Short-term traders will feel free to benefit from the recent spate of positive economic data from China, but for investors with more reasonable three- to five-year time horizons, the time has come to implement a time-tested professional strategy where U.S. dollar assets are concerned: Hold your nose and buy.
The HSBC Flash China Manufacturing PMI survey, compiled by Markit and released Monday, came in at 51.2, the strongest reading in six months and well above economist expectations.
But this seemingly positive news comes at significant cost – another giant pile of debt added to the country's creaky credit system.
The People's Bank of China recently reported that: "According to preliminary statistics, all-system financing aggregate reached 10.15 trillion yuan [$1.71-billion] in the first six months, up 2.38 trillion yuan year on year."
The policy problem for China persists: Despite the 30-per-cent increase in total debt, China's growth domestic product growth continues to trend lower. The 7.5 per cent year-over-year GDP growth noted for the second quarter was well below the three-year average of 8.7.
In China, more and more lending is resulting in less and less growth.
Canadian investors will be very much in the way of the inevitable collapse in the Chinese credit growth bubble. As I've mentioned previously the S&P/TSX composite index has closely tracked the emerging markets generally and China's loan growth in particular.
Domestic investors should take advantage of recent Chinese economic strength by moving at least some portfolio assets away from the resource-heavy TSX to protect from China's impending slowdown. The big question is where.
On May 1, the case for U.S. dollar assets in Canadian portfolios was clear-cut. S&P 500 performance for the first four months of the year was 16 per cent ahead of the TSX in U.S. dollar terms. The KBW U.S. Bank Index had outperformed the vaunted Canadian bank sector by 18 per cent.
Then the Fed had to go throw a wrench into the works with the tapering Hokey Pokey. The trade weighted U.S. dollar index fell almost 5 per cent and more importantly, a sharp rise in interest rates now threatens a U.S. housing price resurgence and broader economic growth.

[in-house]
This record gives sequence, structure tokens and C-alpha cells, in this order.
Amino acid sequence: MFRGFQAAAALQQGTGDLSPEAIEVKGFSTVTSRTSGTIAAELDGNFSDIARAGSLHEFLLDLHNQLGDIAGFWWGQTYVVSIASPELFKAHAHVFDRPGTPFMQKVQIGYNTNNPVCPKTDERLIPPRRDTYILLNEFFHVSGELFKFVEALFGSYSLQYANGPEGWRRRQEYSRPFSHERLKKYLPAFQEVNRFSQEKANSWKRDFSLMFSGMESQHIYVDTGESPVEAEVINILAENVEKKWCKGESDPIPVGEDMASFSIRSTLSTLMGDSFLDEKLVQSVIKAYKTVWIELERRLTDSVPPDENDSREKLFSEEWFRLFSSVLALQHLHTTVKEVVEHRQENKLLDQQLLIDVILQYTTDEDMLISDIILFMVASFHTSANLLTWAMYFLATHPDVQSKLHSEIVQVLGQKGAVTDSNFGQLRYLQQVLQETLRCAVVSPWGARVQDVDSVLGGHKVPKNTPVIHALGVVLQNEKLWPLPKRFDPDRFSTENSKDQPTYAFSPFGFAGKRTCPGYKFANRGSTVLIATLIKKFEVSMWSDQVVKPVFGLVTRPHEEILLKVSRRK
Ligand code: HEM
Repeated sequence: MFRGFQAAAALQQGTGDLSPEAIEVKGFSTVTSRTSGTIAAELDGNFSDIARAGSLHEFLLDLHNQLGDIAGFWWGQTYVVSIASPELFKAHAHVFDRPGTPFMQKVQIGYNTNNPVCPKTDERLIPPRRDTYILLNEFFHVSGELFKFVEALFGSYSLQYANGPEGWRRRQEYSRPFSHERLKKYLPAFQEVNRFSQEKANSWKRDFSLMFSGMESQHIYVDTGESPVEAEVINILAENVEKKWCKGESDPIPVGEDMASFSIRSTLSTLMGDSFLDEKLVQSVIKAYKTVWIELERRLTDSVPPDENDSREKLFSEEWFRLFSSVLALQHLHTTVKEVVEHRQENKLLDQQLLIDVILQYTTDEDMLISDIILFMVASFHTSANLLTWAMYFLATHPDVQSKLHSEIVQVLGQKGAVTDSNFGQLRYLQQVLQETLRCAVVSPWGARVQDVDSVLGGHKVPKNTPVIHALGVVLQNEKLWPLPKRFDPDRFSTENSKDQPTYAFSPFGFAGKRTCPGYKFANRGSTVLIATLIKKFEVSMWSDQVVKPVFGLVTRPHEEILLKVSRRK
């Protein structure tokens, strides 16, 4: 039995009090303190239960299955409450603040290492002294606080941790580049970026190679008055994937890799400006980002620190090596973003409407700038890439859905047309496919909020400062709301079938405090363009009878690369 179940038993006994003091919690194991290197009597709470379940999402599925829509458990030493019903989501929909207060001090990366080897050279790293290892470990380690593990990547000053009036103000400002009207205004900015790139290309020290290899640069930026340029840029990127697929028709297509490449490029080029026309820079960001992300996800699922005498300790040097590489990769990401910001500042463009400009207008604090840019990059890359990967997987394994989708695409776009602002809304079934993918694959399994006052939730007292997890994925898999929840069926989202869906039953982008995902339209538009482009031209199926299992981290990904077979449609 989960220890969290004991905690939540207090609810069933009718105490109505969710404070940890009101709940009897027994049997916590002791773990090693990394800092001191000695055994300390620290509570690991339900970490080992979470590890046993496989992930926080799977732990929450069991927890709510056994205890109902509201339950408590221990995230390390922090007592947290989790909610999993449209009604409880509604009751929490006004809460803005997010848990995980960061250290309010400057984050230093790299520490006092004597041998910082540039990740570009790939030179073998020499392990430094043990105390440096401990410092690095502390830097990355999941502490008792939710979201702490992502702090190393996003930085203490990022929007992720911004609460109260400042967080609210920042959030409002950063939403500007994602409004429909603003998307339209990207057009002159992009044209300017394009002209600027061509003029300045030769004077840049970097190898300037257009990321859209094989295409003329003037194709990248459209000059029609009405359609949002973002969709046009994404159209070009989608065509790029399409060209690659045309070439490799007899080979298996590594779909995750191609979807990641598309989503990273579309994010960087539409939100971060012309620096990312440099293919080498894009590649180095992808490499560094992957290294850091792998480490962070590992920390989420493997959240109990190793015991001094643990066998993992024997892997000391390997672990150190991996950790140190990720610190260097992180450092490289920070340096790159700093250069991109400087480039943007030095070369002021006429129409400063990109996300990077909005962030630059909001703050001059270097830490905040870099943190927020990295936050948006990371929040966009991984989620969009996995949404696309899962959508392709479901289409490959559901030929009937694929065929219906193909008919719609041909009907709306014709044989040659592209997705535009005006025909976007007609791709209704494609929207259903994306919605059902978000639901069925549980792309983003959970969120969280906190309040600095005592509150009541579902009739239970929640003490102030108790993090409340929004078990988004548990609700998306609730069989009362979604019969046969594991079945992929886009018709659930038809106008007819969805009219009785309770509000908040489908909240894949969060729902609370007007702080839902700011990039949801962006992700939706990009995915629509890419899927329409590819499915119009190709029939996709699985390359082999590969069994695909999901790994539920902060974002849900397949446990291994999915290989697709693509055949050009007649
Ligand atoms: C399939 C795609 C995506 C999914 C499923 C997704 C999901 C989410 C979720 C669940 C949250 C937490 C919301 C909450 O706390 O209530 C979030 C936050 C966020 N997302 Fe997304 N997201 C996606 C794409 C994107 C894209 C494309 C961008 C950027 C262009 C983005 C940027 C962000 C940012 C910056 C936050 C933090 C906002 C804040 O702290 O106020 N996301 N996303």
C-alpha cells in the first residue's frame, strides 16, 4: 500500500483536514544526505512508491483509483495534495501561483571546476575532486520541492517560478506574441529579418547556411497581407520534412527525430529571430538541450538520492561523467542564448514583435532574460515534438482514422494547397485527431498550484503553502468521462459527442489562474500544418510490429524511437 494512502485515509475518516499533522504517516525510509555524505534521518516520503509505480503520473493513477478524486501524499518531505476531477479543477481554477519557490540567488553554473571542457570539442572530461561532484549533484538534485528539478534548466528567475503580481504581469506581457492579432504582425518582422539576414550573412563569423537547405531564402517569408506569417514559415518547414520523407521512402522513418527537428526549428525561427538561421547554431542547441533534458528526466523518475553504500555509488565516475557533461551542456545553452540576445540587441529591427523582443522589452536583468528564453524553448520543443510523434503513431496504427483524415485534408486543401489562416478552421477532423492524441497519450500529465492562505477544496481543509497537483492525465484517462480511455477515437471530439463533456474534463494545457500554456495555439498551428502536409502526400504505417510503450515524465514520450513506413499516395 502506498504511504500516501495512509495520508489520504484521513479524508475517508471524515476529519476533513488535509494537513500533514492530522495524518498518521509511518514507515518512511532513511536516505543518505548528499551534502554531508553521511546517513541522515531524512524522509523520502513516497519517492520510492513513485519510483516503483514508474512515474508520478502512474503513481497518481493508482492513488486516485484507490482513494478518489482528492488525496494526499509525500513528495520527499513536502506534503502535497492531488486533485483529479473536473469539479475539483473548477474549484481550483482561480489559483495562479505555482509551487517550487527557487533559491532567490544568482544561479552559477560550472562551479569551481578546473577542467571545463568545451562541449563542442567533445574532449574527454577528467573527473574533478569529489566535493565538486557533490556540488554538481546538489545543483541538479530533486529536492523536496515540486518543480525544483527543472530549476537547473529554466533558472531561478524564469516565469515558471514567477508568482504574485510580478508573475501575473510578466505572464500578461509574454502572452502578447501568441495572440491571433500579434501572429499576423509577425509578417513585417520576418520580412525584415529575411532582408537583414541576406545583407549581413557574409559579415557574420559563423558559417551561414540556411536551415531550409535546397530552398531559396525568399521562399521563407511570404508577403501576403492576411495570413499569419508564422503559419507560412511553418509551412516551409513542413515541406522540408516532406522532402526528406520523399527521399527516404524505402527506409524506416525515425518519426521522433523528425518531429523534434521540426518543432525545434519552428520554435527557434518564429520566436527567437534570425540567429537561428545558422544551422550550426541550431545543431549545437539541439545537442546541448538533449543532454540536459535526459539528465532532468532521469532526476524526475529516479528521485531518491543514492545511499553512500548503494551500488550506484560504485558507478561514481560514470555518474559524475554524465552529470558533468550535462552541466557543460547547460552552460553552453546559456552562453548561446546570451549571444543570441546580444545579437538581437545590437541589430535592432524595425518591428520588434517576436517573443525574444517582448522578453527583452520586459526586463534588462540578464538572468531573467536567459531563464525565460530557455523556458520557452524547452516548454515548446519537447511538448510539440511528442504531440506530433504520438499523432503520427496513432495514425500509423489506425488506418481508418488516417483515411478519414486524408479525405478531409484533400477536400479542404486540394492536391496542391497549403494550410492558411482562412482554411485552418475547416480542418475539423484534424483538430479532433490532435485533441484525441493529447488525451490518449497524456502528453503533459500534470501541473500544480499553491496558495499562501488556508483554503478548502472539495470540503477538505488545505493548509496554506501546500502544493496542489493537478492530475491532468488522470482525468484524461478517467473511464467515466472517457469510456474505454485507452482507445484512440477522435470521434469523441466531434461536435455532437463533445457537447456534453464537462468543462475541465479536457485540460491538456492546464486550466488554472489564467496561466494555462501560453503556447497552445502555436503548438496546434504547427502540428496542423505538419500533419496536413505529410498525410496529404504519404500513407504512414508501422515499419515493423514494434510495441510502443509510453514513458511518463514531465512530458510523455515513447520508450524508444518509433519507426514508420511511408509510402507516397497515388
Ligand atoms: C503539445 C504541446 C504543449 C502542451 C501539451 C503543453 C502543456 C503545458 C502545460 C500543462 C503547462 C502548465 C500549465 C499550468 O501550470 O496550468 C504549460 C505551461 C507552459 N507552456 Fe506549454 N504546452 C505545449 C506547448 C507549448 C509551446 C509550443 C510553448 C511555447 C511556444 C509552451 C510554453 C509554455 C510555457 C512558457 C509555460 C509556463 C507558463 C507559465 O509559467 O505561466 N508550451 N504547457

The outlook for U.S. stocks and economy might be more uncertain than it appeared a few short months ago, but the medium-term investment risks in China are far higher. And, the close link between the Canadian equity market and the Chinese economy means that domestic investors that do not diversify into U.S. dollars (or euros, if they are careful and brave) are leaving themselves more exposed to the failing Chinese economic miracle than they should.
For Canadian investors, adding U.S. dollar assets is more an exercise in diversification and prudent risk management than an attempt to shoot the lights out for portfolio performance. Our country has benefited tremendously over the past decade from searing growth levels in Asia but trends, particularly investment trends, don't last forever.
Thankfully, the U.S. equity market is the deepest, most diversified in the world with opportunities for investors across the risk-tolerance spectrum. Conservative investors can look to health care and consumer staples stocks while technology and financial stocks await more growth-oriented market participants.
Now is the time to diversify your portfolio. Despite recent economic strength, China's burgeoning credit problems are already making it yesterday's investment story.